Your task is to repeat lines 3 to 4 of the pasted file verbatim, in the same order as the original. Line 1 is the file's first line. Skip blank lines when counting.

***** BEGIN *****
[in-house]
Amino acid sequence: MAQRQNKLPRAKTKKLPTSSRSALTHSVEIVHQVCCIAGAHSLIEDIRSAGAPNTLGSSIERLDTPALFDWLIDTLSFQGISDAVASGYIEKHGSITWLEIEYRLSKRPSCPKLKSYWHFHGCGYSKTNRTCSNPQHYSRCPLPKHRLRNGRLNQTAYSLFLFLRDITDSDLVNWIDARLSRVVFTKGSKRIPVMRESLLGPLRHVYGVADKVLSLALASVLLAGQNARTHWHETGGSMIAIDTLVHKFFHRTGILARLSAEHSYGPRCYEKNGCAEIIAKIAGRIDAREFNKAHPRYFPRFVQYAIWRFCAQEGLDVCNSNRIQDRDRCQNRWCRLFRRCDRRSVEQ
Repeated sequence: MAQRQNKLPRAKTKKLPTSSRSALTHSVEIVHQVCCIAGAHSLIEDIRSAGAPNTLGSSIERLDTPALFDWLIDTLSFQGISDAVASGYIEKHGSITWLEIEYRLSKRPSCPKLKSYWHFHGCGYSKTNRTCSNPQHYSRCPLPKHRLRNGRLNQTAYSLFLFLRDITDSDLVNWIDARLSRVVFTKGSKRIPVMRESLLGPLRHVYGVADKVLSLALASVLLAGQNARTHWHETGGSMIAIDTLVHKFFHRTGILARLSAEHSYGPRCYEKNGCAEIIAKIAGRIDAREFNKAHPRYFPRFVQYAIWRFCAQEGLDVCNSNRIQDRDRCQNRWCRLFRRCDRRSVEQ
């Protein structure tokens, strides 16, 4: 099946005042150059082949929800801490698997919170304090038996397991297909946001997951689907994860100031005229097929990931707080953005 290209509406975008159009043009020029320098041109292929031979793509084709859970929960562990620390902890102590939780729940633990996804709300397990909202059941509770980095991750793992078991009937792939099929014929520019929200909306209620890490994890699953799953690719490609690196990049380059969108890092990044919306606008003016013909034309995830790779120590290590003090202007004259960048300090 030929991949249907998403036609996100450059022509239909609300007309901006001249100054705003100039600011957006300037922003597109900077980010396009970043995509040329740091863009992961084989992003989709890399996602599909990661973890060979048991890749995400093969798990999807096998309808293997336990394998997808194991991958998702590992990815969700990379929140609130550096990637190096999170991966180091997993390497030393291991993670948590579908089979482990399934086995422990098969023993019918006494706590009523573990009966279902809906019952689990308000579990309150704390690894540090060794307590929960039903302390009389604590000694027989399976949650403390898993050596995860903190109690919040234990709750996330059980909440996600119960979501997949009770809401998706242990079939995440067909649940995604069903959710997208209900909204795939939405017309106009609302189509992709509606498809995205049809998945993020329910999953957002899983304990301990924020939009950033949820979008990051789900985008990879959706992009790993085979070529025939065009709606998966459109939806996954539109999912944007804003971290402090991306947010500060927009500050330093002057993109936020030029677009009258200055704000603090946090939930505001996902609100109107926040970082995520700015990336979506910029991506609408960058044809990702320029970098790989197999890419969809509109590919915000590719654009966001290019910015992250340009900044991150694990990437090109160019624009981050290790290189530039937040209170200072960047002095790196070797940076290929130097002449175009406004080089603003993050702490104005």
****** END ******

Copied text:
Repeated sequence: MAQRQNKLPRAKTKKLPTSSRSALTHSVEIVHQVCCIAGAHSLIEDIRSAGAPNTLGSSIERLDTPALFDWLIDTLSFQGISDAVASGYIEKHGSITWLEIEYRLSKRPSCPKLKSYWHFHGCGYSKTNRTCSNPQHYSRCPLPKHRLRNGRLNQTAYSLFLFLRDITDSDLVNWIDARLSRVVFTKGSKRIPVMRESLLGPLRHVYGVADKVLSLALASVLLAGQNARTHWHETGGSMIAIDTLVHKFFHRTGILARLSAEHSYGPRCYEKNGCAEIIAKIAGRIDAREFNKAHPRYFPRFVQYAIWRFCAQEGLDVCNSNRIQDRDRCQNRWCRLFRRCDRRSVEQ
């Protein structure tokens, strides 16, 4: 099946005042150059082949929800801490698997919170304090038996397991297909946001997951689907994860100031005229097929990931707080953005 290209509406975008159009043009020029320098041109292929031979793509084709859970929960562990620390902890102590939780729940633990996804709300397990909202059941509770980095991750793992078991009937792939099929014929520019929200909306209620890490994890699953799953690719490609690196990049380059969108890092990044919306606008003016013909034309995830790779120590290590003090202007004259960048300090 030929991949249907998403036609996100450059022509239909609300007309901006001249100054705003100039600011957006300037922003597109900077980010396009970043995509040329740091863009992961084989992003989709890399996602599909990661973890060979048991890749995400093969798990999807096998309808293997336990394998997808194991991958998702590992990815969700990379929140609130550096990637190096999170991966180091997993390497030393291991993670948590579908089979482990399934086995422990098969023993019918006494706590009523573990009966279902809906019952689990308000579990309150704390690894540090060794307590929960039903302390009389604590000694027989399976949650403390898993050596995860903190109690919040234990709750996330059980909440996600119960979501997949009770809401998706242990079939995440067909649940995604069903959710997208209900909204795939939405017309106009609302189509992709509606498809995205049809998945993020329910999953957002899983304990301990924020939009950033949820979008990051789900985008990879959706992009790993085979070529025939065009709606998966459109939806996954539109999912944007804003971290402090991306947010500060927009500050330093002057993109936020030029677009009258200055704000603090946090939930505001996902609100109107926040970082995520700015990336979506910029991506609408960058044809990702320029970098790989197999890419969809509109590919915000590719654009966001290019910015992250340009900044991150694990990437090109160019624009981050290790290189530039937040209170200072960047002095790196070797940076290929130097002449175009406004080089603003993050702490104005």